Saturday, September 24, 2011

Settled in the Wild: Notes From the Edge by Susan Shetterly

When I vacationed in Maine I chanced upon this book in a favorite bookstore.

In 1971 Susan Shetterly and her husband moved to an unfinished cabin on sixty acres of land in Down East Maine. The rigors of that life took its toll and the marriage faltered.

Shetterly moved to another area in Maine, which over time altered. It's rural setting pecked away by developers. Her home, however, is on the edge— so she still enjoys the woods and the wild. It is this locale that she explores. Her love of the woods began in childhood.

At one point in the book she says of someone that he was "...one of the first people I knew who loved a sense of place."

It is the sense of place that Shetterly so aptly explores and writes about.










Non-Fiction Challenge ( nature)

Open City by Teju Cole

At some point in Open City a reference is made to Julius, the narrator, being a flaneur— a wanderer, an ambler. He is an American psychiatrist training in Manhattan. He's biracial— German and Nigerian and acutely aware of how people of color are perceived.

The book is often a prolonged interior monologue of Julius's peregrinations throughout the city. We read a series of snapshots rather than a linear narrative. He does meet up with a number of people and is the recipient of their stories, but then moves on to the next encounter or social or cultural commentary.

Julius appears to lack a sense of joy as he meanders through the landscape. Yet by the choices he makes and his narration a picture of Julius emerges out of these glimpses. Each experience is a layer and when peeled back reveals some of what is beneath.

Despite the lack of movement, save in his rambles, I found myself caught up in his daily walks, possible because I grew up in New York City and enjoyed the familiarity of some sights. I appreciated the tension between the concrete experiences and the subjective interpretations.

In the midst of these fragmentary episodes there is one alarming narrative by someone he once knew—Moji. As a reader it is apparent that we're dealing with an unreliable narrator so the veracity of the story isn't definitive. But if it is true, Julius resembles a person who has disconnected from himself and his actions. He then is only a repository of what he sees and hears—a compartmentalized individual with no moral compass.

Thursday, September 1, 2011

Iron House by John Hart

John Hart has a way of capturing a story—even when some of the elements appear unlikely to happen, but then again it may be that my view of the world is affected by a wee bit of provincialism.

This is a story of two brothers—nine and ten, one much weaker and more sensitive or fragile than the other. The older brother takes care of the younger brother even after decades have passed and they haven't seen each other for years. The story begins rapidly—Michael, the older brother, is running through the woods. He carries a knife and he is covered with blood.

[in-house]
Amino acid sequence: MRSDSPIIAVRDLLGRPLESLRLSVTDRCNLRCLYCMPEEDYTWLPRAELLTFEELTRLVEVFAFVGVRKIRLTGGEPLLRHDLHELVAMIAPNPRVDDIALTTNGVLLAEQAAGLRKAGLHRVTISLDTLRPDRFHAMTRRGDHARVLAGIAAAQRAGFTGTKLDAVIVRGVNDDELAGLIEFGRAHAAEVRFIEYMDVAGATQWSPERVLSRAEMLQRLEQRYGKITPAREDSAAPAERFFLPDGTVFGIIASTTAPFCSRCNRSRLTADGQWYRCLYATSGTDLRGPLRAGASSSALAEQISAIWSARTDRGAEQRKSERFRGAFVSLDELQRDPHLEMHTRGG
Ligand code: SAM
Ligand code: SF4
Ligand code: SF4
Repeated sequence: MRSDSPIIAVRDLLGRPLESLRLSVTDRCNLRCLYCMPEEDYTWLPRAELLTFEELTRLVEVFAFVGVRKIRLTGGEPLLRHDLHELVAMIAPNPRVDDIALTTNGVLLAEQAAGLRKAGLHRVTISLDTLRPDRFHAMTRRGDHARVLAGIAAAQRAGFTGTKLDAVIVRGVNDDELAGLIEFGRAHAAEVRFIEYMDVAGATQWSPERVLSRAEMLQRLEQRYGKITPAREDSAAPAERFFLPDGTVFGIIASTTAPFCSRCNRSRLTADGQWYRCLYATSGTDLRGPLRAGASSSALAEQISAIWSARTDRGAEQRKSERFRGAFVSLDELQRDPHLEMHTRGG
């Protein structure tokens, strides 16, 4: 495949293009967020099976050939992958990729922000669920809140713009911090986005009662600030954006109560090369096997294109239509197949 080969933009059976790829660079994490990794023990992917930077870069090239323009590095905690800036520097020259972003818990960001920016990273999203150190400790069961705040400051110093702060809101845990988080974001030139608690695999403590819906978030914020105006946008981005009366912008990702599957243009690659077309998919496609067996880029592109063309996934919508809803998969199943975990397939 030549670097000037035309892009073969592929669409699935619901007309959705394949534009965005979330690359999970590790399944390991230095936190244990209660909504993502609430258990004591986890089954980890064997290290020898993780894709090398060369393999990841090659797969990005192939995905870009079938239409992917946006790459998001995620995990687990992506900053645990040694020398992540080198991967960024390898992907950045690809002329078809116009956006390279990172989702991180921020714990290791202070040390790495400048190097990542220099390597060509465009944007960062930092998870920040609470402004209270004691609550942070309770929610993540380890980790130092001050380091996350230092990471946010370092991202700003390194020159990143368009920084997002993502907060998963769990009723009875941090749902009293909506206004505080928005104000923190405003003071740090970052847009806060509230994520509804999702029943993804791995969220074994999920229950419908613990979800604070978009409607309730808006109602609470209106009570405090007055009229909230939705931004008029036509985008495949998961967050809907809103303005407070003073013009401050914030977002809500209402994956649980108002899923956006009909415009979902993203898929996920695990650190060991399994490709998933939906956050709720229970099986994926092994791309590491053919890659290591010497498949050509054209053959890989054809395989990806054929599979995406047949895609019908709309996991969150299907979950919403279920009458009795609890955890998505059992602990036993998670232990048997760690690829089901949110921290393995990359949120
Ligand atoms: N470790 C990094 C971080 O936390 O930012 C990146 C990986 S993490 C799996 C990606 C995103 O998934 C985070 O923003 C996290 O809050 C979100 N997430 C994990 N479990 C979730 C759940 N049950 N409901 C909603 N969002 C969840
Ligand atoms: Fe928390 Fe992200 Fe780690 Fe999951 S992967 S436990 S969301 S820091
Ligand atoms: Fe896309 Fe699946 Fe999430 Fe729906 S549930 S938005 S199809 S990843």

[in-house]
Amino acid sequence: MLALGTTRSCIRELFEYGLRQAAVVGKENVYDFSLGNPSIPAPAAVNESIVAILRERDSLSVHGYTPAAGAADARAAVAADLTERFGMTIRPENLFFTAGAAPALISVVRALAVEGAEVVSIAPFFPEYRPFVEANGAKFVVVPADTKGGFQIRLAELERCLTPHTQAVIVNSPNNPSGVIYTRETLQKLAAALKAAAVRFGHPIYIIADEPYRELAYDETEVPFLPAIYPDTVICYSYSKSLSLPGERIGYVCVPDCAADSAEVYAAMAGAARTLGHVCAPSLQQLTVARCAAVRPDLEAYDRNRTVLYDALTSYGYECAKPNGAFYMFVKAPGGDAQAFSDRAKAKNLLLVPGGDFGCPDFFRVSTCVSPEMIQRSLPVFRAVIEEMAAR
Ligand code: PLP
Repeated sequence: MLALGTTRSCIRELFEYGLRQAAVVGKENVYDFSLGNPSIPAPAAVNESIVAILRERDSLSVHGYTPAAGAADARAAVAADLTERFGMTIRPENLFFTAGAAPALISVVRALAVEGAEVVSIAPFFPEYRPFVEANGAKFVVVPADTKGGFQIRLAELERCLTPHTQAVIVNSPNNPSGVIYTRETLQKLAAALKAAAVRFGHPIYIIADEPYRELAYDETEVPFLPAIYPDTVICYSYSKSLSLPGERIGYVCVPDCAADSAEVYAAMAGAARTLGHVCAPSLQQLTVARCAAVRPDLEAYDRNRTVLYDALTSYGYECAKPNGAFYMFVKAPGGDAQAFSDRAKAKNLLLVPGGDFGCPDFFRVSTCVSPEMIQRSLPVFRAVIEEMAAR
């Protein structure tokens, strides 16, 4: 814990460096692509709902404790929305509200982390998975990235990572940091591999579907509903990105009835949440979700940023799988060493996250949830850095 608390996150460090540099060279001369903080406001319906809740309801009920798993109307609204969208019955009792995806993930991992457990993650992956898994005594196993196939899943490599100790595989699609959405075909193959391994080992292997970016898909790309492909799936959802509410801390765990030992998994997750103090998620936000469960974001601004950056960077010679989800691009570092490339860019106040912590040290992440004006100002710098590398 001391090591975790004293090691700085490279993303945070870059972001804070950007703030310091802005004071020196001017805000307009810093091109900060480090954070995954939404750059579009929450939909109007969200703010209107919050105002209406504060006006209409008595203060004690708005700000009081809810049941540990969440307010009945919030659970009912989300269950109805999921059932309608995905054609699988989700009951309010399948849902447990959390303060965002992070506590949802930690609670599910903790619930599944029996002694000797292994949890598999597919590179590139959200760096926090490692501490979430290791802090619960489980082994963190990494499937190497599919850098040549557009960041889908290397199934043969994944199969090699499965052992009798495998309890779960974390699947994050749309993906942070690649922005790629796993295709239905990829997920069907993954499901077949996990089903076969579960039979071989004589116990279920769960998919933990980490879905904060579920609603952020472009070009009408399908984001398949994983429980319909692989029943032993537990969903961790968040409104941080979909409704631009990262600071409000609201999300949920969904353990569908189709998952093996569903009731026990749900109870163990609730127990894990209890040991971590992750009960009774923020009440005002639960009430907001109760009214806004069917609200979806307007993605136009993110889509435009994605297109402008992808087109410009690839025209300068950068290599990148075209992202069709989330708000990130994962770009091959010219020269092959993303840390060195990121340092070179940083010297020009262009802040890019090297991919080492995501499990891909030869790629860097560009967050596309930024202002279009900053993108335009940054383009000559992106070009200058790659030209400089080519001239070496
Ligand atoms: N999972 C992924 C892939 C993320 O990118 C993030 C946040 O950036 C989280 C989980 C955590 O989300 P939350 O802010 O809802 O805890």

Then the story backs up to give us the details behind the scene. Michael and his younger brother Julian had been living in a home for unwanted children. The home called Iron House was located out of the way in the mountains of North Carolina. It is there that brutality plays out when children who aren't able to defend themselves are set upon by bullies. Julian is continually selected by a gang of bullies who torment him both physically and emotionally.

On one occasion one of the boys attacks him and Julian stabs him in the neck. Michael takes the blame for the death and runs away. That's the scene that begins the book.

Prior to the stabbing a wealthy woman had been visiting Iron House and wants to adopt both boys. When it's apparent that Michael might not return she adopts Julian.

The trajectory of their lives takes very different turns. Julian grows up in the home of a wealthy U.S. Senator while Michael wanders homeless in the streets until he's taken under the wing of Otto Kaitlin, a ruthless crime boss known for his iron fist and ruthless style. Michael is schooled and loved like a son by Otto and becomes a successful killer.

Years go by and Michael falls in love with Elena. When Elena tells him she is pregnant with his child he thinks about leaving the mob and establishing a life with her. Michael tells Kaitlin that he wants to quit the mob. At that point in time Otto is gravely ill. Usually people cannot leave —save in a casket, but Otto tells everyone that Michael has his permission to freely leave.

Otto's son who has always felt that his father looked upon Michael as his son and won't contest his father's wishes until his death—which is imminent.

When Michael tells Elena the truth she leaves unable to live with knowing that he is a killer. Michael pursues her because she gives his life a meaning that has been missing.

From that point on reading Iron House is akin to following a high speed car chase. Otto dies and the mob hunts for Michael as he hunts for Elena. They are a ruthless bunch; however, he also is an accomplished killer.
Meanwhile Julian's life is disintegrating. Members of the Iron House gang who bullied and tormented him are turning up dead in a lake near his home. Hart introduces multiple plot lines: the senator's wife and her past as well as the explosive past of the senator. There are accusations made—and the implication is that Julian lured the men to his home and then killed them and threw their bodies in the lake.

Then there is the crazed and bitter woman and her disheveled daughter with secrets to be revealed.

I liked Michael and felt somewhat guilty about liking a character who was such an accomplished killer and while killing didn't have any qualms about his occupation.

Michael Hart's writing engages the reader and I found myself simply letting the story unspool and enjoyed the narrative vigor.


( Mystery and Suspense challenge)